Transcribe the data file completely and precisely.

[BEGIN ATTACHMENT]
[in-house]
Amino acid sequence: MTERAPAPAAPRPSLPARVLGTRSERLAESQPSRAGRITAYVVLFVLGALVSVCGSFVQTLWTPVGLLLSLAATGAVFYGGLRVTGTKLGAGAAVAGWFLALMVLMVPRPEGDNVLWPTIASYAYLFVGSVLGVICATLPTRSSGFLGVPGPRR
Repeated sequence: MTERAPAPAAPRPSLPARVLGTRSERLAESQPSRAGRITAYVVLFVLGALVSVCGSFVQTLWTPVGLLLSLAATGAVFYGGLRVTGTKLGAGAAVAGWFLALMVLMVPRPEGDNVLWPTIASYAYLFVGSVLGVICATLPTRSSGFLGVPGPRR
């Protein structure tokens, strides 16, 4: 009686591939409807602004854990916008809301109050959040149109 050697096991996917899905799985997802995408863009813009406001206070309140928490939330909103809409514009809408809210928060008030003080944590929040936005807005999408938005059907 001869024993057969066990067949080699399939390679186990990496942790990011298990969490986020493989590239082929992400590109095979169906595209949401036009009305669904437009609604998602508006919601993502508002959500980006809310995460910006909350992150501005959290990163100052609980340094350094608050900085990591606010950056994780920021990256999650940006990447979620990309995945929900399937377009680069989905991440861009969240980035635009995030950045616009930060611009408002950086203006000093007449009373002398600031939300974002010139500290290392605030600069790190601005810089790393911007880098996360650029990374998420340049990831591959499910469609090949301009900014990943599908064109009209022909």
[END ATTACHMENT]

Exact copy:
[in-house]
Amino acid sequence: MTERAPAPAAPRPSLPARVLGTRSERLAESQPSRAGRITAYVVLFVLGALVSVCGSFVQTLWTPVGLLLSLAATGAVFYGGLRVTGTKLGAGAAVAGWFLALMVLMVPRPEGDNVLWPTIASYAYLFVGSVLGVICATLPTRSSGFLGVPGPRR
Repeated sequence: MTERAPAPAAPRPSLPARVLGTRSERLAESQPSRAGRITAYVVLFVLGALVSVCGSFVQTLWTPVGLLLSLAATGAVFYGGLRVTGTKLGAGAAVAGWFLALMVLMVPRPEGDNVLWPTIASYAYLFVGSVLGVICATLPTRSSGFLGVPGPRR
């Protein structure tokens, strides 16, 4: 009686591939409807602004854990916008809301109050959040149109 050697096991996917899905799985997802995408863009813009406001206070309140928490939330909103809409514009809408809210928060008030003080944590929040936005807005999408938005059907 001869024993057969066990067949080699399939390679186990990496942790990011298990969490986020493989590239082929992400590109095979169906595209949401036009009305669904437009609604998602508006919601993502508002959500980006809310995460910006909350992150501005959290990163100052609980340094350094608050900085990591606010950056994780920021990256999650940006990447979620990309995945929900399937377009680069989905991440861009969240980035635009995030950045616009930060611009408002950086203006000093007449009373002398600031939300974002010139500290290392605030600069790190601005810089790393911007880098996360650029990374998420340049990831591959499910469609090949301009900014990943599908064109009209022909």